61 years ago today, Godzilla was unleashed on the public. And Tokyo has never been the same.
“YellowMan founder Peter Mui had only two fears: throwing a party and having nobody show up, and stage fright. But Monday evening, October 19th, 2009, at the Hiro Ballroom in NYC, Peter Mui was center stage to a packed house filled with an extremely diverse crowd, assembled together to honor his life and his legacy. The Hiro Ballroom, at the Maritime Hotel in NYC’s Chelsea district, set a fitting atmosphere of cultural diversity, an attribute that was important to Peter Mui.” (From Yellowman’s WordPress blog)
In 2007 I was approached by Peter to contribute to his t-shirt line, Yellowman, and little did I know just what I was in for. I knew he had approached other tattoo artists to design shirts (ala Ed Hardy on steroids style) but I didn’t know exactly how extensive his collection had already become.
This was tattoo art as high fashion. And Peter was not joking around. I had a meeting with him at his offices to discuss different properties he was considering, and to my surprise the entire collection was there in his office.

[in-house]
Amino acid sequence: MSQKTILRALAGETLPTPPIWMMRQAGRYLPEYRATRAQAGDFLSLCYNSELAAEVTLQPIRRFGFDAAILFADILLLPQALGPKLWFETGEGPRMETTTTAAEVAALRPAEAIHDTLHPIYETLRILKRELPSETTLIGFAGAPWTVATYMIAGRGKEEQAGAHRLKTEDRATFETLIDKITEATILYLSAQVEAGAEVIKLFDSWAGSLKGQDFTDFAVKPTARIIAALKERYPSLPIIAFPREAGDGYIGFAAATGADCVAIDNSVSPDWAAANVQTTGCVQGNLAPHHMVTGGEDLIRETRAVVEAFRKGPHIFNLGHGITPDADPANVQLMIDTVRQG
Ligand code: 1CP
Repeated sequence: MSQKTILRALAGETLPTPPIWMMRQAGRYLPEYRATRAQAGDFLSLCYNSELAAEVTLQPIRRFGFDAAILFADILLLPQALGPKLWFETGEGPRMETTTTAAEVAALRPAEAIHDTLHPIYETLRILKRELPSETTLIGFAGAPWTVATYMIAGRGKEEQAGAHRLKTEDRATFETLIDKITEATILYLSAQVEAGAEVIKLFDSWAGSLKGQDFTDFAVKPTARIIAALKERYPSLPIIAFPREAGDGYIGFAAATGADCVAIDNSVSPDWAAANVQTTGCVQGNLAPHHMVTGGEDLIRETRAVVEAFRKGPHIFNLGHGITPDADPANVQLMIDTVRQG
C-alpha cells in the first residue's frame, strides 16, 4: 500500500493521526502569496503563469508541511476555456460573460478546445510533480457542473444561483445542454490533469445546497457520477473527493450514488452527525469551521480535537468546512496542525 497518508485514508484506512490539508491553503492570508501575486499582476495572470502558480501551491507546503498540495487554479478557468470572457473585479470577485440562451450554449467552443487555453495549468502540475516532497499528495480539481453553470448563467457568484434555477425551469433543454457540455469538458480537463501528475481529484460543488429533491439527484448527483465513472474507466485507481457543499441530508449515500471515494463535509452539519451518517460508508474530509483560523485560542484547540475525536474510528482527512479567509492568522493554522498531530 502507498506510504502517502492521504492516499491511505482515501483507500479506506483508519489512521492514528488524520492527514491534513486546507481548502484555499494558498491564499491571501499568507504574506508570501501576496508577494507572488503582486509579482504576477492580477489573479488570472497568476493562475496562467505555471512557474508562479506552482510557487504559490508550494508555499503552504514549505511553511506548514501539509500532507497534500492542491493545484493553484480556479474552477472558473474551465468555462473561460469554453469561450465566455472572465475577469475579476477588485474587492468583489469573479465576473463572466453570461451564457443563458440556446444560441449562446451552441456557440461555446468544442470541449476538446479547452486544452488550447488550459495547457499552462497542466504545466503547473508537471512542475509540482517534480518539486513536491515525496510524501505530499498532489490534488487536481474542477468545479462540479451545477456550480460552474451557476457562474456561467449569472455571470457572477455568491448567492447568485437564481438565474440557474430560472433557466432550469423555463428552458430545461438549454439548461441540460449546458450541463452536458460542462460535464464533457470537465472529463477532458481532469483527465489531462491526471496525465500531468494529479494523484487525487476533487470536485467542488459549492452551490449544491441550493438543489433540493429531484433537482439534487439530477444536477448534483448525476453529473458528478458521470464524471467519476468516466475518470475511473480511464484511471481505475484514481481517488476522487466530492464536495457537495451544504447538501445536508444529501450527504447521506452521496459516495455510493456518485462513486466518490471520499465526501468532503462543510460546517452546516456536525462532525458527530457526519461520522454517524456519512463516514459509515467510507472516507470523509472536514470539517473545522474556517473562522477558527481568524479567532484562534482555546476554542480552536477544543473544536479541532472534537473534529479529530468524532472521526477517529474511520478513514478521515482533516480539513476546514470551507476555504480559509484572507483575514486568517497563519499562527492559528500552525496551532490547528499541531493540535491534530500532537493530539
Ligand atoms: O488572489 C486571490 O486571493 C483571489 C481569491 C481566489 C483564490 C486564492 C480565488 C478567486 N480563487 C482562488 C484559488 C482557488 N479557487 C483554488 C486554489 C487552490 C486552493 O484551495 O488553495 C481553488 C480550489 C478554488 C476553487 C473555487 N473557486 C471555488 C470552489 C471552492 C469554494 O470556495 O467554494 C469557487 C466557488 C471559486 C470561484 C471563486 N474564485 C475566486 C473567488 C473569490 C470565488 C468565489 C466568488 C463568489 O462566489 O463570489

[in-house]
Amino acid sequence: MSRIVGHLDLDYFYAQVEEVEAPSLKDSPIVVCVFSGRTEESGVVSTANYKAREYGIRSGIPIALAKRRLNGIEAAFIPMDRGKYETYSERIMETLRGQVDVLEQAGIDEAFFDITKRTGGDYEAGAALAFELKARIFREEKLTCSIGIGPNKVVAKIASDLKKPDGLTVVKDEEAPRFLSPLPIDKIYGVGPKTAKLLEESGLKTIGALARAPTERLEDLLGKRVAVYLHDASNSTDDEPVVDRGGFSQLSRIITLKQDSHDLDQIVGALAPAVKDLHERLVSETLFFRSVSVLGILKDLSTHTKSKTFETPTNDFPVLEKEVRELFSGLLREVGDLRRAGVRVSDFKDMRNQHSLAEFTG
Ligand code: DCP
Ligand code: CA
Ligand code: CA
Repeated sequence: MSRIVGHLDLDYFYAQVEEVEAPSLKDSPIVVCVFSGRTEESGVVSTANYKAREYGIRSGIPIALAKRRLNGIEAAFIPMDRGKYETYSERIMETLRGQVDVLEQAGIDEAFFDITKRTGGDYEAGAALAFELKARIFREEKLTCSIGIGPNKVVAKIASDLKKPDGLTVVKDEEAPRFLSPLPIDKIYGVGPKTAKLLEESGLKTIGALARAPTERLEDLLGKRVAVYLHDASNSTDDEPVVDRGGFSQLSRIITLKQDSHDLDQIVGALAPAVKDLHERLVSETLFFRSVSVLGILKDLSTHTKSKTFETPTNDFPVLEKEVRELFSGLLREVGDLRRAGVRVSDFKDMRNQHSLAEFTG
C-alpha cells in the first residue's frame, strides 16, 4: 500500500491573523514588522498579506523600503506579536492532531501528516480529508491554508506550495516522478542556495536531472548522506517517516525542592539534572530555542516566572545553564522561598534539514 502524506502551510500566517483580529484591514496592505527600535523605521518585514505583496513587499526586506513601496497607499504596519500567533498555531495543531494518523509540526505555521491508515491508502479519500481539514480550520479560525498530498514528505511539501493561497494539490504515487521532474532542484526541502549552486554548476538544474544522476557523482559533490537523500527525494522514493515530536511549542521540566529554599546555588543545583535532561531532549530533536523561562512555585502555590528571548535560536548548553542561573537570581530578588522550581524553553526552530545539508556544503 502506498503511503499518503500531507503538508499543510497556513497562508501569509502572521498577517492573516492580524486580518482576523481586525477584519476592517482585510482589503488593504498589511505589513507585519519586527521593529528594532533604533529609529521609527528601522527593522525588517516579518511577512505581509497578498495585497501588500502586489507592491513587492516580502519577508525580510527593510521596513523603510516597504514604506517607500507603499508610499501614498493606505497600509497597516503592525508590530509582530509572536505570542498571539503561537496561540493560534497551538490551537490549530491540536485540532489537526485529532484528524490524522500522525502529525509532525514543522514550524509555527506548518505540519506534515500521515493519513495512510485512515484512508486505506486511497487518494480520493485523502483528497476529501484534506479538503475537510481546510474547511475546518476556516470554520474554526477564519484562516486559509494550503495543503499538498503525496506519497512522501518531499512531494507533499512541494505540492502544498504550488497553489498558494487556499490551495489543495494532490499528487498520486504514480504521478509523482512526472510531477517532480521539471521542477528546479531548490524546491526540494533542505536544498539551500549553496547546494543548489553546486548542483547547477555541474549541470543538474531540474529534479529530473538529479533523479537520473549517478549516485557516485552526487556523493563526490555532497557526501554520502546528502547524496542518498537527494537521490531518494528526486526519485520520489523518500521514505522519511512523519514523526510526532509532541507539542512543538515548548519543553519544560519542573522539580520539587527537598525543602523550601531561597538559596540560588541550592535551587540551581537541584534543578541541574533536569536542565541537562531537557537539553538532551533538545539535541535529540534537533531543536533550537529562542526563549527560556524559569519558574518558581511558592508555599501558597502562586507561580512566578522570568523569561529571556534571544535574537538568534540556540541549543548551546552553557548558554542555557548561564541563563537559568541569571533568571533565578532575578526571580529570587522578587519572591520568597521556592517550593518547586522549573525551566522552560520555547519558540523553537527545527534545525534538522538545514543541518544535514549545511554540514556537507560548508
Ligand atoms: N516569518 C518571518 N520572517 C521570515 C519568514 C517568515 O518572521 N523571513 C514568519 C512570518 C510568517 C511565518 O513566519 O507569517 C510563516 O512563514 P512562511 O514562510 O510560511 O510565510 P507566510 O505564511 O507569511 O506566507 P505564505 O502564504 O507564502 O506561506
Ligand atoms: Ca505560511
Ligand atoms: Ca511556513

Original large scale pieces of artwork by some of this generations leading tattoo artists were scattered all over the room. Art by Japanese greats Horiyoshi 3 and Horitomo, Filip and Titine Leu, California greats like Aaron Cain and the crew at Black Heart tattoo, and American Traditional master Bob Roberts among others. The list went on and on with plenty of other American and European artists being represented by their art, it was an amazing sight to behold.
And now, for the first time ever, part of this amazing assortment ment can be seen and purchased. Live Auctioneers is selling over 500 pieces from Peter’s personal collection, and it’s quite possibly the largest accumulation of art by tattooers EVER.
Instead of posting pictures from the pieces that are already being sold via their website, I decided to share some of the other artwork that hasn’t hit the chopping block yet. Here are some of my favorites:
And last but not least, here are a few of my Marvel Ink shirts that made print, but that’s another story for another time…
Peter Mui was a true patron of the arts, and a great guy to boot. It’s wonderful that the public finally has a chance to see what Peter had done for/with tattoo artists. Although he had no tattoos himself, he had planned traveling the world and working on a body suit before his untimely demise. Which is too bad, because anything Peter did was an adventure. Just ask anyone who knew him.
Below are photos I took at his memorial in 2009. R.I.P. Peter, I’m a better person for knowing you. You got me enthusiastic about making art again, and for that I am truly grateful.